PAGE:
I’ve been suffering a bit of cognitive indigestion, as a cluster of blogs styled “Alternative Right” I’ve begun guardedly following has lobbed a timely but disconcerting claim my way:
Ron Paul has a real chance of winning next week’s Iowa caucuses. And not surprisingly “the Smearbund” (as Murray Rothbard termed it) has returned—along with discussion of those newsletters, which have haunted the Congressman for 15 years.
The GOP establishment will tolerate Paul so long as he remains a folksy and charming long-shot. (He’s even useful in that he keeps Constitution-thumping die-hards within the Republican fold.) But the second it looks like the man might actually win, the gloves come off.
To be sure, most of the smears of Paul’s brand of Old-Right libertarianism are unfair and ungrounded; and they usually amount to a variation on theme—“You don’t want to invade [Insert Middle Eastern Country], ergo you endorse [Insert cruel dictator]! Such logic is invariably accompanied by allusions to Hitler, “the lessons of Munich,” yadayadayada. (This past week Dorothy Rabinowitz shrieked that Paul is a “propagandist for our enemies.”)
That being said, the claim that Paul’s newsletters from the ‘90s are “racist” (at least as that word is commonly defined) is, in fact, quite fair.
One can defend most of what is written on libertarian, non-racial grounds, as Justin Raimondo did in his powerful 2008 piece from Takimag. But the fact remains that the newsletters were “racist” in the sense that race is real—it has a remarkable analytic and predictive capacity—and the newsletter authors (whoever they might be) were willing to “go there.”
(Emphasis added) You can read the whole thing here, if so inclined, though I suspect you may not be.
I’ve been much more inclined to the “race is a pigment of the imagination” view than the “race … has remarkable analytic and predictive capacity” view.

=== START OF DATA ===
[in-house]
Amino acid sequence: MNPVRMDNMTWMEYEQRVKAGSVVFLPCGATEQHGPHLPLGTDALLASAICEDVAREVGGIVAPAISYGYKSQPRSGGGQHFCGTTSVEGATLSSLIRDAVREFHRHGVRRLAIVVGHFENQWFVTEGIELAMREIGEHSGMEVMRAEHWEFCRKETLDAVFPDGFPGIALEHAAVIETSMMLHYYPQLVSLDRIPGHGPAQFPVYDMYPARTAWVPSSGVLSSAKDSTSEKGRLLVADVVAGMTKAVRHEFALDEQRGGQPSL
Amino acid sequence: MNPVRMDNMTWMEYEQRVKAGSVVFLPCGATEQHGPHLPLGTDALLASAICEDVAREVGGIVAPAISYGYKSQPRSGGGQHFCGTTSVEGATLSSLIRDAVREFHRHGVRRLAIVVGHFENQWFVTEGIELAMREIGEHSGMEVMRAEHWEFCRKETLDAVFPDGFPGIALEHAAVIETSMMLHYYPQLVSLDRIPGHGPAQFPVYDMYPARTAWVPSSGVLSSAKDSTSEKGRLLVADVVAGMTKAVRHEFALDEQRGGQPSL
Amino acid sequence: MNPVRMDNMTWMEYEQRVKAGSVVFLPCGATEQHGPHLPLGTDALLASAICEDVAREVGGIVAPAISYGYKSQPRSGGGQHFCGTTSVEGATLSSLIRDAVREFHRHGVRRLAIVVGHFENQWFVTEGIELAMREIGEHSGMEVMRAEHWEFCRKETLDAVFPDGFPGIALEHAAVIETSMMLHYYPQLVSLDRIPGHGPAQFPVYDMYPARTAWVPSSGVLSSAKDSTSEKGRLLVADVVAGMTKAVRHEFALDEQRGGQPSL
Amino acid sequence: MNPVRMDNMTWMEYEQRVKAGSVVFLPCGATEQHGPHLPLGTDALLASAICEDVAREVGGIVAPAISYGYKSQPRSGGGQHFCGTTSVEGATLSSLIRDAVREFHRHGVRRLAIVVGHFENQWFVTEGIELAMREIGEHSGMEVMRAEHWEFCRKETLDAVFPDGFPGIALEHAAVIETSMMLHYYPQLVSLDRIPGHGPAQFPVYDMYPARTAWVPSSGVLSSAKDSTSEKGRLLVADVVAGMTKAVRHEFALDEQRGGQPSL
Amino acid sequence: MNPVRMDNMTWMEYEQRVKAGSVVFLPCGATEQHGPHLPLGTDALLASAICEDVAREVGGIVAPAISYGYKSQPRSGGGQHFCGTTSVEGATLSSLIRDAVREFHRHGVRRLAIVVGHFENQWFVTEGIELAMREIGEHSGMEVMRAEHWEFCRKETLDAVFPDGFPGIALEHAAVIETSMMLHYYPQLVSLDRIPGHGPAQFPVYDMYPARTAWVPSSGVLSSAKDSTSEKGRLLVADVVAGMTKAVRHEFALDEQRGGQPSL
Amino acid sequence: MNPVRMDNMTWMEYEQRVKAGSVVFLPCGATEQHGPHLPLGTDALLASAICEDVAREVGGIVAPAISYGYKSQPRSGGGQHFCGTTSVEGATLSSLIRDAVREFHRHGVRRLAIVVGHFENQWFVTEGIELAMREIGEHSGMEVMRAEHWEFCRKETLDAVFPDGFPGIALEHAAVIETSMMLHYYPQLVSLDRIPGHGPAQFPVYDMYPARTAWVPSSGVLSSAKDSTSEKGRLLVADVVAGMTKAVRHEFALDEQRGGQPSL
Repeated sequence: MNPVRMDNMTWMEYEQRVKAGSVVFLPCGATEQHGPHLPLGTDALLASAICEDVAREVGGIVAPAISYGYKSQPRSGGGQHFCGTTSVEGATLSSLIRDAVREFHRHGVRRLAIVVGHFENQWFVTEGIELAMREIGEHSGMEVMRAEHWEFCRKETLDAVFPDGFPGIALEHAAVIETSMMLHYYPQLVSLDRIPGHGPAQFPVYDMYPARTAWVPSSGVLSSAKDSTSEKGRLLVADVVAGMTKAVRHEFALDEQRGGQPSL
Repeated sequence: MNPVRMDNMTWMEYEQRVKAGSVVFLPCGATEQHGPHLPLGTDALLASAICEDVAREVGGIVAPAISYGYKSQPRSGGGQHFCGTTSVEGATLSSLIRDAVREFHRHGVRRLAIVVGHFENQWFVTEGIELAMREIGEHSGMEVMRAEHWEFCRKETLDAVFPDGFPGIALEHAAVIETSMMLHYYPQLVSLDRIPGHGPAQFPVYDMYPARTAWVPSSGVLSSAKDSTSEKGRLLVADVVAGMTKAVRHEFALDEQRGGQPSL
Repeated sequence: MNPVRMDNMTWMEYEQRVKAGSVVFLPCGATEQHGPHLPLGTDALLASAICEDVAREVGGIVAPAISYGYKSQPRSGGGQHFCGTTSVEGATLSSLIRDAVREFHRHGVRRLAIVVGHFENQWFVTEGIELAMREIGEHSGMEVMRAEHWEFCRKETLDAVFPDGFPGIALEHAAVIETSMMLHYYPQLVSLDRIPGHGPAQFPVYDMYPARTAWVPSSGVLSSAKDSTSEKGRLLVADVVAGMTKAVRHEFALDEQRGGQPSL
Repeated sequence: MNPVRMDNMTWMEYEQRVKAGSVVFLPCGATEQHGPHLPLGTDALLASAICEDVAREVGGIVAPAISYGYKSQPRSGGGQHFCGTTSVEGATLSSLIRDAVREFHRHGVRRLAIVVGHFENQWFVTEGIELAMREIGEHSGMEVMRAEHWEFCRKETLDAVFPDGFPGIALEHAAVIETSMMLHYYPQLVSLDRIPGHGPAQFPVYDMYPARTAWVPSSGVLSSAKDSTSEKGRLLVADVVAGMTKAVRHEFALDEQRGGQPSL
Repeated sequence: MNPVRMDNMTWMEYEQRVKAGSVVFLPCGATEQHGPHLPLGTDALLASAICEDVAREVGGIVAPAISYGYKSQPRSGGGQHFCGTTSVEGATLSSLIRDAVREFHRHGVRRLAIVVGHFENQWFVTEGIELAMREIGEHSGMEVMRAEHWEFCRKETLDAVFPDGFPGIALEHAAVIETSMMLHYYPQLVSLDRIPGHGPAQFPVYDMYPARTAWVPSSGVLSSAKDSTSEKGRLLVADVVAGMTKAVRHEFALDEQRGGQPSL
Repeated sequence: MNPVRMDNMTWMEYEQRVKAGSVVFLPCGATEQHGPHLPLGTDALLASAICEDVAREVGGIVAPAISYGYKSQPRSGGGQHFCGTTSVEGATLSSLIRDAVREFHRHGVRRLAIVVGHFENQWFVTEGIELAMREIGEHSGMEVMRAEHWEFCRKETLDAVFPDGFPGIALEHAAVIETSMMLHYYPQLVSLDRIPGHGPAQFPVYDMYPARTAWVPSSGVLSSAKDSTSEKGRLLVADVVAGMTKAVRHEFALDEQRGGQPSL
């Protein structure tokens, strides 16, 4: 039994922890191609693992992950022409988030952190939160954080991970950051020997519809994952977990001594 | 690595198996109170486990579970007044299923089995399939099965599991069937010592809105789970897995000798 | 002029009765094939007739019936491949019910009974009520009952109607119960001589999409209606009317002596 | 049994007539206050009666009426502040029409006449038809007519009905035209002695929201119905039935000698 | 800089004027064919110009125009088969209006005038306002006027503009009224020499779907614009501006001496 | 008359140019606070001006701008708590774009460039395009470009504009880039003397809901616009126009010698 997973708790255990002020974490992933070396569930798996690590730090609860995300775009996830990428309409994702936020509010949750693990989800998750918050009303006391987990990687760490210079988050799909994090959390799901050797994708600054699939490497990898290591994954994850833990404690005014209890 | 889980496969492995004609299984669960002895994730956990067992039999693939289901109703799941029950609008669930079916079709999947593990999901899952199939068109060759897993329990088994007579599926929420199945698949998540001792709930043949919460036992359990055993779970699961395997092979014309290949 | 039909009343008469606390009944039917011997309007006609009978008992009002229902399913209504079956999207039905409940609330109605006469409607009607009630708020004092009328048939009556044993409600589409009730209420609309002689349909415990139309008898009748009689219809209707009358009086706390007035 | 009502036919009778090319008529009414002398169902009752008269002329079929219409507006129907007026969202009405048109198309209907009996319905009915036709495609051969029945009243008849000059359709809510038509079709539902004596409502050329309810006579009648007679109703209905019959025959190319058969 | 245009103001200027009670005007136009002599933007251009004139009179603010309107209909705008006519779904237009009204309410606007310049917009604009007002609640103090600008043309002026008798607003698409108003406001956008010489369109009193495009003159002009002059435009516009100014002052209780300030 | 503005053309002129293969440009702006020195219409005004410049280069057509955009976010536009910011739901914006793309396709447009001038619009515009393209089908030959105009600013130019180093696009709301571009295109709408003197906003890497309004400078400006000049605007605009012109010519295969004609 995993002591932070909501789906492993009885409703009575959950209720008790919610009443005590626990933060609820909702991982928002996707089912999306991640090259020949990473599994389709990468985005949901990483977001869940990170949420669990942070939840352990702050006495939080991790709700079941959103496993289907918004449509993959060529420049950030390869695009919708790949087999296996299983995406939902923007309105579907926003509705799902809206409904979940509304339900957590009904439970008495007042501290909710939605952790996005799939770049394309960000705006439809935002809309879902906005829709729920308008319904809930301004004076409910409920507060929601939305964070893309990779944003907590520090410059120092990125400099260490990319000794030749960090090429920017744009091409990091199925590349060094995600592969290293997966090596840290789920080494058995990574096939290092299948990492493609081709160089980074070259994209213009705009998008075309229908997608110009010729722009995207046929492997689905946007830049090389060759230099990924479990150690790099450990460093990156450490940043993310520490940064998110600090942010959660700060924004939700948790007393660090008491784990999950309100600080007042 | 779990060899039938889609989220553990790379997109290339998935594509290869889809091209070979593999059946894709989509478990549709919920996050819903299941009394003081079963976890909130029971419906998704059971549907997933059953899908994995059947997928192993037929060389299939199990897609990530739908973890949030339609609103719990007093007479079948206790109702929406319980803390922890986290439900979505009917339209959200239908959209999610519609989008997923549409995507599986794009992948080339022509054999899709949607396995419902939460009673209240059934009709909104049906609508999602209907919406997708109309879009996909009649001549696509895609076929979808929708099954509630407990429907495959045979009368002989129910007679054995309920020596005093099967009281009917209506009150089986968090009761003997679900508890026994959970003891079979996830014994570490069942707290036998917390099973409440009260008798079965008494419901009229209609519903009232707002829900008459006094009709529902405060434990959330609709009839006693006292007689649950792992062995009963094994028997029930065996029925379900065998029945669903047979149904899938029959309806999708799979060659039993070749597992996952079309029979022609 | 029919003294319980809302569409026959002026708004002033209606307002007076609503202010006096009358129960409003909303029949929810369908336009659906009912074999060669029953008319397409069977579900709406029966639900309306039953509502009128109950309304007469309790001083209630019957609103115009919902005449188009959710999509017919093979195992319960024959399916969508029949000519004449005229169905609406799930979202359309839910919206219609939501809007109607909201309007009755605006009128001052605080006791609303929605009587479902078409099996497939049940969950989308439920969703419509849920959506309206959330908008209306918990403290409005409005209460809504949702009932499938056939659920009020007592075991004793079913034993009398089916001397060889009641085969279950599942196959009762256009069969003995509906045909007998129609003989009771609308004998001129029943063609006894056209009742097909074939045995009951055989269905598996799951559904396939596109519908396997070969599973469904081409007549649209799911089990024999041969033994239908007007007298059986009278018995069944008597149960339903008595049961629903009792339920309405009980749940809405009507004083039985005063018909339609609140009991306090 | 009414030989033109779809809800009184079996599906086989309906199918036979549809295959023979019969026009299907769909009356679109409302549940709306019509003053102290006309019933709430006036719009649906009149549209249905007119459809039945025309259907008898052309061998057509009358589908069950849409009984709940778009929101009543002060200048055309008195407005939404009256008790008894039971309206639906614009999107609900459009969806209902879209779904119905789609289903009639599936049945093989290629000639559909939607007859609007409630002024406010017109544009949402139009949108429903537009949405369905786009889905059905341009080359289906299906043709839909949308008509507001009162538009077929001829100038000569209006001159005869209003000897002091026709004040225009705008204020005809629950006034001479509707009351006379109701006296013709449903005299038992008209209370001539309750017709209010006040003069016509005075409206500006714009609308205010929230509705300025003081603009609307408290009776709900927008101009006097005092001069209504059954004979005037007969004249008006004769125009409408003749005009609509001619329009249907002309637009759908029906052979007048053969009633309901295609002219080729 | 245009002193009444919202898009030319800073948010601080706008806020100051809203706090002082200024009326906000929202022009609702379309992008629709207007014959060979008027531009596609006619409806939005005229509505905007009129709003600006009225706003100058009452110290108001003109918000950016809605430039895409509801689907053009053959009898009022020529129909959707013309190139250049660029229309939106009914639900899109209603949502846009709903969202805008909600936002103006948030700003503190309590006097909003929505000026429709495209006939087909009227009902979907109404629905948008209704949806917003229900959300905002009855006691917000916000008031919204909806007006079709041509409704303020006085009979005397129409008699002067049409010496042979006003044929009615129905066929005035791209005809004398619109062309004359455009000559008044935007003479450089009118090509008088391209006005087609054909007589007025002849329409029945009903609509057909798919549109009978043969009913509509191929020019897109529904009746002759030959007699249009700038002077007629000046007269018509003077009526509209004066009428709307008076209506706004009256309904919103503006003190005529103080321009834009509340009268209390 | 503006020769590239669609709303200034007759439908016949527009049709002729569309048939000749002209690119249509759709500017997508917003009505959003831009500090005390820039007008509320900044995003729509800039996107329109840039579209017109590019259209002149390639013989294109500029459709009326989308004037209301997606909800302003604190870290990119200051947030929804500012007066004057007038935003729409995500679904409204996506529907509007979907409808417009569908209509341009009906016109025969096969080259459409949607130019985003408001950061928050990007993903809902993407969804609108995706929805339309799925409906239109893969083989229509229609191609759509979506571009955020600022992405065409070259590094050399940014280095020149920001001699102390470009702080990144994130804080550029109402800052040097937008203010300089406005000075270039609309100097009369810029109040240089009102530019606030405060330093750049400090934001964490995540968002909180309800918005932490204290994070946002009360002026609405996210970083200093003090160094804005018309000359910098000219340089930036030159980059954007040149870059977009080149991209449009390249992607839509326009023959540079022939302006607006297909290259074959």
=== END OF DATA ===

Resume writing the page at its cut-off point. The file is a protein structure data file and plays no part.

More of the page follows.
I’m a man of the Right, I think. Maybe off the right end of the modern scale, even, though there seem to be enough kindred spirits if only in cyberspace. I’m almost certainly off the right end of the lamestream media’s scale, which runs from right liberals to left liberals.
I’m willing to be contrarian. Since I’m not running for office, I’m willing to grab “third rails” like Social Security, suggesting that retirement age should be raised with life expectancies and that retirement benefits should be indexed to cost of living, rather than to wages of those still working.
I’m not overly solicitous of claims that words hurt someone’s feelings, or that we must crush every eccentric who, despite being in the marketplace, might choose not to serve certain people.
I’m even willing to say that human equality does not require deluding ourselves about every human being being equally gifted in all areas of life and art, and that the way things have developed over generations, some aptitudes may be broadly correlated with skin pigmentation. I won’t use examples, but if you can’t think of any prominent and high-paying jobs where people with dark skin are disproportionately represented – maybe during the commercial breaks in pro sports – you’re probably not trying very hard.
So why am I hesitant to grasp the nettle and celebrate all the little (and big?) indicia of possible racial differences?
I guess it’s because I intuitively grasp that we’re still living in black slavery’s denouement (I don’t think we’re to epilogue yet); because “Three generations of imbeciles are enough” and Lebensunwerten Lebens still ring in my ears; because I fear our judicially robed and medically smocked “betters” as much as our possum-eating “inferiors;” because I especially fear our scientifically smocked techno-triumphalists (H/T James Howard Kunstler, who uses the term differently), including the folks at Monsaton, who are just dying to try out various embryonic stem cell tricks, transhumanist gene-splicing, and patenting of life forms.
Race simply remains a minefield that I’m not willing to enter, as I think the risk of doing so – feeding some grand, hubristic social engineering project – vastly outweighs the potential benefit – changing our ill-informed individual and mediating structure biases and idiosyncrasies from reflexive to scientific.
I’m also reminded of the ambiguity of political spectra and terms like Left, Right, Liberal, Conservative and so forth.
Thanks for reading. This blog has very much been one of the “I write to see what I think (or why I feel this way)” variety.
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